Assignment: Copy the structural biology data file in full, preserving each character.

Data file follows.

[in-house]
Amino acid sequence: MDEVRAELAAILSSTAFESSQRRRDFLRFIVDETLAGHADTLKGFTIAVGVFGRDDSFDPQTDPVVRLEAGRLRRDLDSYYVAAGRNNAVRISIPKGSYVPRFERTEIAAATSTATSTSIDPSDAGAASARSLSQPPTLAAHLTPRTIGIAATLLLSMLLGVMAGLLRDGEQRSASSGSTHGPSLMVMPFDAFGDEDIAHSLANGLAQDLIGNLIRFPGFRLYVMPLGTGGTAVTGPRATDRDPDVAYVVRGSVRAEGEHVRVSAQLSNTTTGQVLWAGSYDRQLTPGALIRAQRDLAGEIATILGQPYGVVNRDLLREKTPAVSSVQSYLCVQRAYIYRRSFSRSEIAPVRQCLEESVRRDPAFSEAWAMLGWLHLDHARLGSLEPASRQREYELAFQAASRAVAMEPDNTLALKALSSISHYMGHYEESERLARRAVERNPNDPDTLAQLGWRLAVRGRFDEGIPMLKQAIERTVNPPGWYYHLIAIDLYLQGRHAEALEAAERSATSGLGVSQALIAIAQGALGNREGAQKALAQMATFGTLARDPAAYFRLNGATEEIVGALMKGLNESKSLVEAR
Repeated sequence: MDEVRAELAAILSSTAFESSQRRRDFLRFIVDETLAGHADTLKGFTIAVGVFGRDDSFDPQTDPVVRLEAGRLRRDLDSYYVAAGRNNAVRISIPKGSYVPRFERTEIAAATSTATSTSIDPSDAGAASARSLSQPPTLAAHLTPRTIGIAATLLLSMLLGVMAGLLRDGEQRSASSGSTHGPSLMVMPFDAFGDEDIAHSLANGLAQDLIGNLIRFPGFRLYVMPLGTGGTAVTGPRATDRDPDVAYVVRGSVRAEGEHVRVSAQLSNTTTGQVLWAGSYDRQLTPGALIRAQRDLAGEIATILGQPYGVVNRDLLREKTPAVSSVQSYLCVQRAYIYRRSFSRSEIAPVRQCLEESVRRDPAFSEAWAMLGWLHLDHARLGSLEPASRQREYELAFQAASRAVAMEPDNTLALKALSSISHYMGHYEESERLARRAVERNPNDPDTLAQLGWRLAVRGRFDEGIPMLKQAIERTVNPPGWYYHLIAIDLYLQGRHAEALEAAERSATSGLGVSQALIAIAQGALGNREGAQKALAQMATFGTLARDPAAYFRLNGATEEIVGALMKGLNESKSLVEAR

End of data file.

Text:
[in-house]
Amino acid sequence: MDEVRAELAAILSSTAFESSQRRRDFLRFIVDETLAGHADTLKGFTIAVGVFGRDDSFDPQTDPVVRLEAGRLRRDLDSYYVAAGRNNAVRISIPKGSYVPRFERTEIAAATSTATSTSIDPSDAGAASARSLSQPPTLAAHLTPRTIGIAATLLLSMLLGVMAGLLRDGEQRSASSGSTHGPSLMVMPFDAFGDEDIAHSLANGLAQDLIGNLIRFPGFRLYVMPLGTGGTAVTGPRATDRDPDVAYVVRGSVRAEGEHVRVSAQLSNTTTGQVLWAGSYDRQLTPGALIRAQRDLAGEIATILGQPYGVVNRDLLREKTPAVSSVQSYLCVQRAYIYRRSFSRSEIAPVRQCLEESVRRDPAFSEAWAMLGWLHLDHARLGSLEPASRQREYELAFQAASRAVAMEPDNTLALKALSSISHYMGHYEESERLARRAVERNPNDPDTLAQLGWRLAVRGRFDEGIPMLKQAIERTVNPPGWYYHLIAIDLYLQGRHAEALEAAERSATSGLGVSQALIAIAQGALGNREGAQKALAQMATFGTLARDPAAYFRLNGATEEIVGALMKGLNESKSLVEAR
Repeated sequence: MDEVRAELAAILSSTAFESSQRRRDFLRFIVDETLAGHADTLKGFTIAVGVFGRDDSFDPQTDPVVRLEAGRLRRDLDSYYVAAGRNNAVRISIPKGSYVPRFERTEIAAATSTATSTSIDPSDAGAASARSLSQPPTLAAHLTPRTIGIAATLLLSMLLGVMAGLLRDGEQRSASSGSTHGPSLMVMPFDAFGDEDIAHSLANGLAQDLIGNLIRFPGFRLYVMPLGTGGTAVTGPRATDRDPDVAYVVRGSVRAEGEHVRVSAQLSNTTTGQVLWAGSYDRQLTPGALIRAQRDLAGEIATILGQPYGVVNRDLLREKTPAVSSVQSYLCVQRAYIYRRSFSRSEIAPVRQCLEESVRRDPAFSEAWAMLGWLHLDHARLGSLEPASRQREYELAFQAASRAVAMEPDNTLALKALSSISHYMGHYEESERLARRAVERNPNDPDTLAQLGWRLAVRGRFDEGIPMLKQAIERTVNPPGWYYHLIAIDLYLQGRHAEALEAAERSATSGLGVSQALIAIAQGALGNREGAQKALAQMATFGTLARDPAAYFRLNGATEEIVGALMKGLNESKSLVEAR